Contraptions - With a hook that appears to have been inspired by a combination of Rube Goldberg machines and the classic Incredible Machine franchise we now have Contraptions for puzzle fans to enjoy. Using a slowly growing collection of gadgets in conjunction with the level environment your goal will be to string together a series of events that will trigger the completion of the level, which can take a few different forms. Placement, direction, and proper timing will all play a crucial role in your ability to size up the challenge in front of you, conceive what solutions there may be, and then work it out through trial and error. The lack of general visual polish and the sometimes wonky behaviors of element in the game can be a frustration, but in general it gets the creative juices flowing and will let you practice building hypothesis and then testing them out until you find the solution.


Mars Power Industries - Given the sheer number of great puzzle titles of all shapes and sizes as well as asking prices in order to make a real impression in genre on Switch you have to be swinging for the fences and either doing something new or doing it in a way that stands out. Unfortunately in the case of the pretty humble and even basic Mars Power Industries they’re not doing much of either. Tasked with powering up stations on the planet’s surface using the surrounding resources you’ll have only so many turns to deploy equipment shaped in specific configurations. Your job is to figure out what to put when so you can rest assured that the colonists will be safe and happy, then move on to the next puzzle. On a general level it’s not bad, it’s just hard not to note how generally simplistic it all is, making it likely a poor choice for genre die hards on the Switch.

Friday, November 22

Top 20 Indie Cooperative Games on Nintendo Switch


[Last Updated: 4/30/20]: While there are plenty of games of all stripes that are best suited to playing solo it's important to take a moment to acknowledge those titles that are best enjoyed with some friends, family, or maybe in some cases strangers online. These are the best titles on Switch to play with others, typically locally.

Streets of Rage 4 - Right out of the gate I had an admission to make, when it comes to the beat-em-up genre I’m firmly a Final Fight guy, always have been. With that out of the way I’ll quickly make a bold (but having played the game quite a bit, very simple) declaration… even with no allegiance to the Streets of Rage franchise this is hands down the best overall beat-em-up I’ve ever had the pleasure to play. It looks amazing, each of the characters have similar but distinctive moves you’ll need to really dial into to be effective, it supports both local and online multiplayer, it’s tough but not often cheap, and it has a truckload of content to explore and unlock. Not only does it manage this laundry list all in the same package, in pretty well every area I’d say it outclasses the competition (sometimes handily) across the board as well. For fans of the genre this is your Holy Grail, and for anyone who has ever wondered why people enjoy beat-em-ups this is the best example of what it has to offer, though it may spoil you if you decide you like what you see since it stands a fair distance above its competition. If ever there was a brawler that could justify a perfect score it’s this one.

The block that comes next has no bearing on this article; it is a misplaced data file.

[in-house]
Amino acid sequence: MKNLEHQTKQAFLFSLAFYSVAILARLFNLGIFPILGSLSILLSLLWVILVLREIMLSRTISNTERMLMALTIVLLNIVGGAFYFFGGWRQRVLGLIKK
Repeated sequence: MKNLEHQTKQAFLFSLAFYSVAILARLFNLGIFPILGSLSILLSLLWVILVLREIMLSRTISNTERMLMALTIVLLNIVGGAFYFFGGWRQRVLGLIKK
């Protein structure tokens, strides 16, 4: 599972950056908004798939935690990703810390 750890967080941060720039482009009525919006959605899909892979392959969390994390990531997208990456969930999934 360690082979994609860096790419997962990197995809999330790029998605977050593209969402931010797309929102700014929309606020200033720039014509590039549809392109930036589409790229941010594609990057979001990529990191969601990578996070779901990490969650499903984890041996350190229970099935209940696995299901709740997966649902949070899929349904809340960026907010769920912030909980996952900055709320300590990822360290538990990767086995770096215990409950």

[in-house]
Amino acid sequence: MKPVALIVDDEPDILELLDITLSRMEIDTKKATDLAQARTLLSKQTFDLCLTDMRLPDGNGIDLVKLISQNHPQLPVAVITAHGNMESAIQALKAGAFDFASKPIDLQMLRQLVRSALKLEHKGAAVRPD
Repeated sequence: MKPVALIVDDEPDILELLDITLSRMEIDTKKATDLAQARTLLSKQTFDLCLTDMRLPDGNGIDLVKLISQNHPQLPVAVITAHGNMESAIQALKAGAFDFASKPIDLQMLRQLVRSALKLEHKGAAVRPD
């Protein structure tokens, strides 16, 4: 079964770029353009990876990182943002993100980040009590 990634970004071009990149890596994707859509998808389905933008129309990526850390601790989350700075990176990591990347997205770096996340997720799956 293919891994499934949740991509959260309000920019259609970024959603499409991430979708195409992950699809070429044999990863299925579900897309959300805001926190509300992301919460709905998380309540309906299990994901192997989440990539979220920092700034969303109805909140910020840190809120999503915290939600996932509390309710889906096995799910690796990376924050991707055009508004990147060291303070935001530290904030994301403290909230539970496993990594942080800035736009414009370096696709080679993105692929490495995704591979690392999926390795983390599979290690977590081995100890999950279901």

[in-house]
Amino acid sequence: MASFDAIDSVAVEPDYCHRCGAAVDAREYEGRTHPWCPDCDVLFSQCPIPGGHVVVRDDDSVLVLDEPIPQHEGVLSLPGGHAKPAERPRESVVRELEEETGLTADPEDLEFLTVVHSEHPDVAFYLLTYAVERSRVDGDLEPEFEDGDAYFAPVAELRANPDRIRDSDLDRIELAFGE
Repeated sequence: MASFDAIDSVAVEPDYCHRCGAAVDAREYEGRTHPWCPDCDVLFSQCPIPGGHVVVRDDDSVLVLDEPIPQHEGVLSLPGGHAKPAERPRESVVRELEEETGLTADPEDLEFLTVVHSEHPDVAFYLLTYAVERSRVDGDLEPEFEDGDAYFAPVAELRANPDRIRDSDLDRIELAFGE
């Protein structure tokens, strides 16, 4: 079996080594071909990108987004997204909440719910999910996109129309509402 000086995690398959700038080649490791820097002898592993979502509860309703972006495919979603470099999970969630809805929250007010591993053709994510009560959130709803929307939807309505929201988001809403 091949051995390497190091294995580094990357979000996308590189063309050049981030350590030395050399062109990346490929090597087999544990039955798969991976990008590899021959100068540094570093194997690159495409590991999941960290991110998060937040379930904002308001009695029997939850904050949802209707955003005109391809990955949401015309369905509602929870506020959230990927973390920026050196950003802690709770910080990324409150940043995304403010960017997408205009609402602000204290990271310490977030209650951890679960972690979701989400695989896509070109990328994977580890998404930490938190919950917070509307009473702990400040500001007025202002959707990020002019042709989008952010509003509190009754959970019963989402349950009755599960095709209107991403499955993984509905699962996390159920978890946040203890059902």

Heave Ho - While having played so many indie games on the Switch is interesting and exposes you to all sorts of takes on multiple genres one admitted downside is that it can also make you a bit jaded. When it comes to my family, who are often asked to partake in helping me evaluate multiplayer games, I’d say the rate of that happening is far more accelerated. Conceptually Heave Ho may be simple, working solo or with up to 3 friends to simply grab and swing your way from the start to the finish line without falling, hitting spikes, or meeting your splattery demise in some other way. However, there’s a certain charm to it that pretty well immediately made everyone laugh and have a good time. Even after repeatedly getting frustrated in certain spots, especially when trying to keep from dropping costume-unlocking coins that can up the challenge significantly at times, the fun cut through the difficulties for everyone. Solo does work, and is great for honing your skills, but the game is absolutely meant to be played with friends, the more the better. Overall, this may be the best and most accessible multiplayer co-op game on the system.